The War on Elephants

Alastair Leithead, The War on Elephants. BBC, 28 April 2016. “How the very existence of Africa’s elephants is threatened by poachers, traffickers and Asia’s appetite for ivory.”

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Ghosts of Iguala. Mexico: How 43 Students Disappeared in the Night

Ryan Devereaux, Ghosts of Iguala. Mexico: How 43 Students Disappeared in the Night. The Intercept, 4 May 2015. A two-part investigation by Ryan Devereaux and a photo essay by Keith Dannemiller. “The nightmare began just after sundown. At a dimly lit intersection in Iguala, police with automatic weapons surrounded three buses loaded with college students. The police opened fire. Screaming that they were unarmed, the students fled down darkened alleys, pounding on doors, desperate for shelter. Gunmen put the city on lockdown, stalking the streets in a drizzling rain.

By the time the gunfire finally stopped, two dozen people were wounded and six were dead at three locations, the youngest only 15 years old. One student was shot in the head, leaving him brain dead. A bullet ripped through the mouth of another. Two young men bled to death in the streets, left for hours without medical help. First light brought fresh horrors when the mutilated body of one of the students was discovered in the dirt.

Worse was yet to come. During the chaos, 43 students had been taken captive.

The crimes that began in Iguala on September 26, 2014 had reverberations throughout Mexico. Massive protests have roiled the country. Government buildings have been torched. Mexican President Enrique Peña Nieto was forced to launch what his administration called the largest investigation in recent memory.”

Update: Ryan Devereaux, Independent Investigators Leave Mexico Without Solving the Case of 43 Disappeared Students. The Intercept, 25 April 2016. “The…first report [of the international panel of experts] was published in September of last year. The 560-page document meticulously deconstructed the [Mexican] government’s account and presented the events that night for what they were: a hyper-violent, coordinated, multi-pronged ambush of unarmed civilians at multiple locations resulting in at least six people dead, 40 injured, and 43 disappeared, carried out with full knowledge, if not outright participation, of security forces at all levels, including federal police and the military.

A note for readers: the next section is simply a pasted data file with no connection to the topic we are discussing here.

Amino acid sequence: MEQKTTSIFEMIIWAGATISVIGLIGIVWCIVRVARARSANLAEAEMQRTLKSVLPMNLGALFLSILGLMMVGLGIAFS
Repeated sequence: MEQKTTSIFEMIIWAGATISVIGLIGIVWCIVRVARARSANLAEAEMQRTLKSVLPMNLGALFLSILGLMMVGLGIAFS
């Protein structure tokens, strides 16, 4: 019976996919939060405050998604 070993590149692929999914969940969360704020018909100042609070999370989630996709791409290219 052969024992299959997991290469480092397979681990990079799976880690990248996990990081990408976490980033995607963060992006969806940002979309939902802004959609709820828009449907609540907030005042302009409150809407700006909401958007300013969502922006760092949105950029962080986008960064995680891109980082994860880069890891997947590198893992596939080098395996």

The experts had come to Mexico at the government’s invitation. With the authority to conduct an independent investigation and promises that the state would aid in making the necessary evidence and witnesses available, their presence offered a glimmer of hope that the most shocking crime in recent Mexican history might actually get solved. That hope soon crumbled though.

Following their first report [in September 2015], the experts’ relationship to the government turned cold, according to an account members of the panel provided to the New York Times. The government refused to make key interviews possible, including interviews with members of the military potentially present on the night of the students’ disappearance. Meanwhile, the experts themselves were attacked in media outlets close to the state, and an individual who appointed them became the target of a dubious criminal inquiry. Despite a sense that their job was not done, the experts were not offered an extension of their mandate. They are expected to leave Mexico in the coming days [late April 2016].”

Update: Kirk Semple and Elisabeth Malkin, Inquiry Challenges Mexico’s Account of How 43 Students Vanished. The New York Times, 24 April 2016.

See also: Francisco Goldman’s series in The New Yorker on the missing students from the Ayotzinapa Normal School in the state of Guerrero in Mexico.

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Where Are the Children? For extortionists, undocumented migrants have become big business

Sarah Stillman, Where Are the Children? For extortionists, undocumented migrants have become big business. The New Yorker, 27 April 2015. “Tougher border security has made migrants [from Central America] more vulnerable. Routes are more perilous, and organized crime controls many smuggling operations. One activist says, ‘The harder you make it to cross, the more people can charge, the more dangerous the trip becomes.'”

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